* Gen X has a similar but more practical and mature attitude. Breaking free from parents is good, but you do have to be cautious out there. Yes, parents are out-of-touch, but that's to be expected given what a different world they grew up in. Authority should not be blindly followed, but blithely romping around calling the bluff of every older person who offers you advice, especially if it comes from the wisdom of tradition, is likely to get you killed.

14 comments:

  1. This has already happened to an extent. Parents told their kids that booze and drugs are bad, MKAY?

    But they didn't say why they were bad (long term negative effects on motivation, mental health, short term effects on judgment). They tried to use scare effects. Like if you touched a joint or drank a beer you were going to drop dead. Or the insidious gateway drug argument - touch that cigarette and you'll be smoking meth by Monday!

    This only works until the kids realize that their role models are drinking and using drugs (I.e. high school and college athletes, college kids, etc) and they are not dropping dead and generally having a good time.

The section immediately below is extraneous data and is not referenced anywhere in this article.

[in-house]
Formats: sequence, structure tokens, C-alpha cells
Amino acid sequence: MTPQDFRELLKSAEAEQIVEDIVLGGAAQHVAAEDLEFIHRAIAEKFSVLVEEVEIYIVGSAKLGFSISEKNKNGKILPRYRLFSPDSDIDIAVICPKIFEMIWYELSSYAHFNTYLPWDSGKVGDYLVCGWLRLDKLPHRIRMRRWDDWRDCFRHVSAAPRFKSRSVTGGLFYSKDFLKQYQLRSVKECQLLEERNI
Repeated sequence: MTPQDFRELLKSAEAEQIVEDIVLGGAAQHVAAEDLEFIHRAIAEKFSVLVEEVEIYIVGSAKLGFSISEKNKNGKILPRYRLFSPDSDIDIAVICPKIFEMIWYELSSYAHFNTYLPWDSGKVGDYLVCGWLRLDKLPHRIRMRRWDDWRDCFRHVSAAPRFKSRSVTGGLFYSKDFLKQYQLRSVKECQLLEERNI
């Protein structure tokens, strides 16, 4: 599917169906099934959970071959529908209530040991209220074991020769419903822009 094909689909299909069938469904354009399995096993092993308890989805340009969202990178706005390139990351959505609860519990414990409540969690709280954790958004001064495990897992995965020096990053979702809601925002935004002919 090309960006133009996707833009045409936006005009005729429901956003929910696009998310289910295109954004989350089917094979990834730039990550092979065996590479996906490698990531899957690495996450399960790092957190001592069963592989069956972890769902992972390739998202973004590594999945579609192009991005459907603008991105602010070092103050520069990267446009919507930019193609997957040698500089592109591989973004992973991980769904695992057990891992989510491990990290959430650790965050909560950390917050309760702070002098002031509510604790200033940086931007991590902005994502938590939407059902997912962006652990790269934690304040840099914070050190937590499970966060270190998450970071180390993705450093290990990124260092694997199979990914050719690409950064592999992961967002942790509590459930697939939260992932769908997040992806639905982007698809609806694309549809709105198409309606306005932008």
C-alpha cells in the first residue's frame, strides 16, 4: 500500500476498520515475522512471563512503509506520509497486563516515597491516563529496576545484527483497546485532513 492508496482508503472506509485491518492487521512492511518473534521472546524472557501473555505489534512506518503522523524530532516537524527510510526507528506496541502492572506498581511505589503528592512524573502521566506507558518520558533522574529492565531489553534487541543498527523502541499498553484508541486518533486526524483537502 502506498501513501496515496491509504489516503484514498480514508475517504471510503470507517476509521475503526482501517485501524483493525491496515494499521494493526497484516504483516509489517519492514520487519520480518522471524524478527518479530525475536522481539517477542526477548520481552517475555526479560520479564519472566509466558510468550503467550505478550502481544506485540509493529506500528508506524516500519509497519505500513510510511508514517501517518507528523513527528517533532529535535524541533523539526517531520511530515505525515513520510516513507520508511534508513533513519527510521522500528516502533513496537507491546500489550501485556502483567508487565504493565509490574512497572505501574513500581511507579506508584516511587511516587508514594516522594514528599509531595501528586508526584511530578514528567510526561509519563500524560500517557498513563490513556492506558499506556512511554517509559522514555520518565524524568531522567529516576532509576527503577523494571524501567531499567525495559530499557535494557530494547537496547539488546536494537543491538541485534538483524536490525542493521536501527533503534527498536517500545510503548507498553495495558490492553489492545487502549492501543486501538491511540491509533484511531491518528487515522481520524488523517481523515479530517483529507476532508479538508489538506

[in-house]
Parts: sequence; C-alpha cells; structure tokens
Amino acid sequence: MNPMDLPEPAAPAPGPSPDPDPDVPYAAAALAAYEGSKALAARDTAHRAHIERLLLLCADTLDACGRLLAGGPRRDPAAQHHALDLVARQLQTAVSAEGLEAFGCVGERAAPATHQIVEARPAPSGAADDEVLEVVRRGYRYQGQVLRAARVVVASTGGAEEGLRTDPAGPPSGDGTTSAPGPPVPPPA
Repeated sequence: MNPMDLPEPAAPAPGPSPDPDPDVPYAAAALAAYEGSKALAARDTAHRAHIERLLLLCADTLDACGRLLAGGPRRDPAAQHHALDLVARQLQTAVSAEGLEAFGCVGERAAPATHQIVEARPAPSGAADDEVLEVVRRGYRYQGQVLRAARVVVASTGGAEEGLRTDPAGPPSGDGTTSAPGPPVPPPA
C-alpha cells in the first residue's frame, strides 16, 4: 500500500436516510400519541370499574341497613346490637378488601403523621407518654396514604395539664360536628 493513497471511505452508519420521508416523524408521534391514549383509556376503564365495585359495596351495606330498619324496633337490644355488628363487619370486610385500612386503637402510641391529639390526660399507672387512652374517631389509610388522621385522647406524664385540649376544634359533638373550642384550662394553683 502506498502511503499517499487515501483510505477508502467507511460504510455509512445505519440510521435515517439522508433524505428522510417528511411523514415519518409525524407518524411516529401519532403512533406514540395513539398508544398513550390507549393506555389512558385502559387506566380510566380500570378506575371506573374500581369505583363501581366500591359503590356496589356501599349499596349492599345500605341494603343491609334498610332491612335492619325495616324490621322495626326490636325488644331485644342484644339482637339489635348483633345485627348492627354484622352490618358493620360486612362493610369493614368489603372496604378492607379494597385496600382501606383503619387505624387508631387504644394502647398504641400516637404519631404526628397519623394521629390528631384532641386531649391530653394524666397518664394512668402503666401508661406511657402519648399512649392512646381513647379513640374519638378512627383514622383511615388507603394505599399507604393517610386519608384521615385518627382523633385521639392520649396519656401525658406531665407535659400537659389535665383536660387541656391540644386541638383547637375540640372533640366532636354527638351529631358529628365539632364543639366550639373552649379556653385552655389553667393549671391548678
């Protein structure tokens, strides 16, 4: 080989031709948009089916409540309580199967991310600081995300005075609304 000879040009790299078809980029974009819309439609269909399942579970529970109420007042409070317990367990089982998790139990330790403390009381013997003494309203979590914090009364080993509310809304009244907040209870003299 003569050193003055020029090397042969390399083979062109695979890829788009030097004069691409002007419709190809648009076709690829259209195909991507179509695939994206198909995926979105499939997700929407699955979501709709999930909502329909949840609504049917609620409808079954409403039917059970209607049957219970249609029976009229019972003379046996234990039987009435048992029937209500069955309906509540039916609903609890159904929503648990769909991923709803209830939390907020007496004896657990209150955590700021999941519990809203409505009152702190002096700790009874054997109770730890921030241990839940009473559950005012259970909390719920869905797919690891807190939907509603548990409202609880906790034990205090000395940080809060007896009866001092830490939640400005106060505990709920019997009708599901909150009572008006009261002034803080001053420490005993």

By the time the lumpenprole children escape the clutches of their parents in college, it is no wonder that they drink themselves into wild excess and pop Molly, snort cocaine, etc. I was going to say drunken orgy but it isn't clear how much actual sex goes on. There tends to be a gaggle of sluts hooking up with a few top dogs, shy or fat girls retiring to the dorms to munch on ramen noodles and gossip, and drunken betas retiring to the dorm room to use their hand at 3am.

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  2. Waiting for Elvis-- cool formulation. Speculate what form he'll take?

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  3. Gen-X was the original wholesome generation, the one that Millenials pretend to be. The truly wild ones were above Gen X, the "Disco" Generation.

    Why have Gen-Xers taken such a beating in the media? One thing is that they were teenagers and in their 20s in the '90s, when cocooning began. Cocooning seemed more pronounced in Gen-X, they were stereotyped as hiding out in academia, getting masters and doctorates for the hell of it.

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  4. I agree the late boomers were the wildest generation.
    When I started college in 1987 , my fraternity had some members who were born in 1964. These guys partied more than my generation , born after 1969.